Evergreen foliage, fragrant sprays of virginal flowers, masses of berries -- a lot to like in trees of the genus Ligustrum, commonly called privet. Privet trees are commonly grown as stand-alones or lined up in a flowering hedge. Tough and tolerant, privets require little TLC from a gardener other than regular trims to control size.
All privets are native to Japan and eastern Asia, but only one species bears the name of its origins: Japanese privet (Lingustrum japonica), a small tree or large shrub that generally doesn't rise over 12 feet tall. The pear-shaped leaves decorate the tree all year, but the white flowers (with their vaguely unpleasant fragrance) arrive in spring and are replaced by green berries that transform into black berries as winter arrives. Birds rely on the berries as a winter food source, but this only contributes to the plant's tendency to invade wild areas.
Care of Japanese Privet
No care is good care for this privet and for most privets. The Japanese privet thrives when planted in sun or shade, and in almost any soil, wet or dry, in U.S. Department of Agriculture plant hardiness zones 8 through 10. Give the trees elbow room. Plant hedge specimens 5 feet apart or they squeeze each other out. Prune these trees back in early spring, or after flowering, to the height and width you see fit; they grow back fast. Sanitize the pruning tool first by wiping the blade with a rag soaked in denatured alcohol. Privets make excellent topiary, but are also attractive trained into trees by removing all lower branches and leaving one main trunk. Privets are generally tough, healthy trees, but whitefly and sooty mold attack if the tree gets too little shade or elbow room. Make a soap spray by mixing 2 tablespoons of dish soap to a gallon of water to control them. Repeat applications weekly if needed.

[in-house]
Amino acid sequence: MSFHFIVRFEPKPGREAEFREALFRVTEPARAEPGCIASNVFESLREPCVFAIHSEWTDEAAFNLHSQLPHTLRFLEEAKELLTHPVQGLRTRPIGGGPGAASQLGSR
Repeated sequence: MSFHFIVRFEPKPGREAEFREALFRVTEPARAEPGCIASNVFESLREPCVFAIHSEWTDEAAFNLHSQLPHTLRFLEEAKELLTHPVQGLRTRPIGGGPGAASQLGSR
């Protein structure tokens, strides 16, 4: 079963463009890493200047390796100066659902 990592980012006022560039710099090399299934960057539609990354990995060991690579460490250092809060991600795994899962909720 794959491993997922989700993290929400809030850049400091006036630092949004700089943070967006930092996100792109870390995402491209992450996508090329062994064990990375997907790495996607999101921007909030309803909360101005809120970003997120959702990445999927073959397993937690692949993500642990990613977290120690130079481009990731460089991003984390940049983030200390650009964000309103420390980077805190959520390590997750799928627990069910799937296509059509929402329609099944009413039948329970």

The glossy privet (Ligustrum lucidum) shoots up at the astounding rate of 36 inches a year in USDA zones 8 through 10 and may keep growing to 50 feet, developing a wide canopy. The leaves are particularly attractive, bright and shiny. Glossy privet is not picky about soil, tolerating sand or clay, highly acidic to highly alkaline and full sun or partial shade, but those hoping for smaller trees must take off the vigorous top branches on a regular basis to keep the height down. No particular care is required for this tree other than pruning; it thrives on neglect. For a cooler climate, try California privet (Ligustrum ovalifolium), hardy in zones 5 through 8. It only grows to 15 feet, but attracts butterflies to its flowers. It is as easy-care as other privets.
Too Much of a Good Thing
Privets have their downsides. Many people dislike the odd odor of the fragrant flowers, and the pollen causes allergies as well. But the biggest issue with this tree is its desire to go forth and multiply. Privets grow well from seeds and also from cuttings, and one tree can transform into thickets in your back yard. In addition, thanks to the bird-traffic, the seeds spread far and wide, and privets take over areas from native plants. The trees are considered invasive weeds in many states.